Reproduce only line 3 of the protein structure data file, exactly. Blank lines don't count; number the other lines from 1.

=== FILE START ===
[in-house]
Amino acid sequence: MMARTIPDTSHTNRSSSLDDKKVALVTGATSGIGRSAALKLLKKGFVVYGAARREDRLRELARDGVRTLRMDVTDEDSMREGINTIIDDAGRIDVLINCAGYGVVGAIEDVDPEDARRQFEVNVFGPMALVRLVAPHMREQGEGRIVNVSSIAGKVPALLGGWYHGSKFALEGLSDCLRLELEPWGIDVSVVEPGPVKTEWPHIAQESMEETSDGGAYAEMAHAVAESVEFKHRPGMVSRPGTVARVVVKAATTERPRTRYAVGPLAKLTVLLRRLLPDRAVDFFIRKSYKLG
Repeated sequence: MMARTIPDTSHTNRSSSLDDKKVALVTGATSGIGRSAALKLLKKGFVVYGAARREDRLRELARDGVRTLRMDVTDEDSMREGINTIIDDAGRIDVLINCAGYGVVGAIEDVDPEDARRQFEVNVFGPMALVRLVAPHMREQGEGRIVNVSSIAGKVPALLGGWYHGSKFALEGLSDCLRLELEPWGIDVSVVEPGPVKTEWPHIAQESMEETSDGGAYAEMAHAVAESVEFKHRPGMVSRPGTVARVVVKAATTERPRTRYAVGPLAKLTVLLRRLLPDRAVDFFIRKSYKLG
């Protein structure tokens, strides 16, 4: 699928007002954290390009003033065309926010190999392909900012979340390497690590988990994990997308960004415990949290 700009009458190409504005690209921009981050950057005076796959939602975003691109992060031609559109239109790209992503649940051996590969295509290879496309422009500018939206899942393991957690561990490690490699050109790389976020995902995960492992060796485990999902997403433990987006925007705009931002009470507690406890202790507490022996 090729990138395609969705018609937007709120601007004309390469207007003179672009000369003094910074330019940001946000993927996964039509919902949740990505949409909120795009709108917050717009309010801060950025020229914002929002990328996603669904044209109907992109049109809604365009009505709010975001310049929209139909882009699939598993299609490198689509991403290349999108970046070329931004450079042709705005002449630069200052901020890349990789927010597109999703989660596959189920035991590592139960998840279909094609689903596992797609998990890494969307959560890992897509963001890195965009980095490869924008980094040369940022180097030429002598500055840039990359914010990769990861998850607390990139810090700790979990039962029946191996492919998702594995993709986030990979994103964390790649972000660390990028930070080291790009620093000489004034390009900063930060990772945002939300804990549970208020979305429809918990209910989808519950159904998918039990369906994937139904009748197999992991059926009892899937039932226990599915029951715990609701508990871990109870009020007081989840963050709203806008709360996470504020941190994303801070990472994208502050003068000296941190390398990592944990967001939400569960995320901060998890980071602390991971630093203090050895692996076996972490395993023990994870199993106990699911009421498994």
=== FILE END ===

Repeated sequence: MMARTIPDTSHTNRSSSLDDKKVALVTGATSGIGRSAALKLLKKGFVVYGAARREDRLRELARDGVRTLRMDVTDEDSMREGINTIIDDAGRIDVLINCAGYGVVGAIEDVDPEDARRQFEVNVFGPMALVRLVAPHMREQGEGRIVNVSSIAGKVPALLGGWYHGSKFALEGLSDCLRLELEPWGIDVSVVEPGPVKTEWPHIAQESMEETSDGGAYAEMAHAVAESVEFKHRPGMVSRPGTVARVVVKAATTERPRTRYAVGPLAKLTVLLRRLLPDRAVDFFIRKSYKLG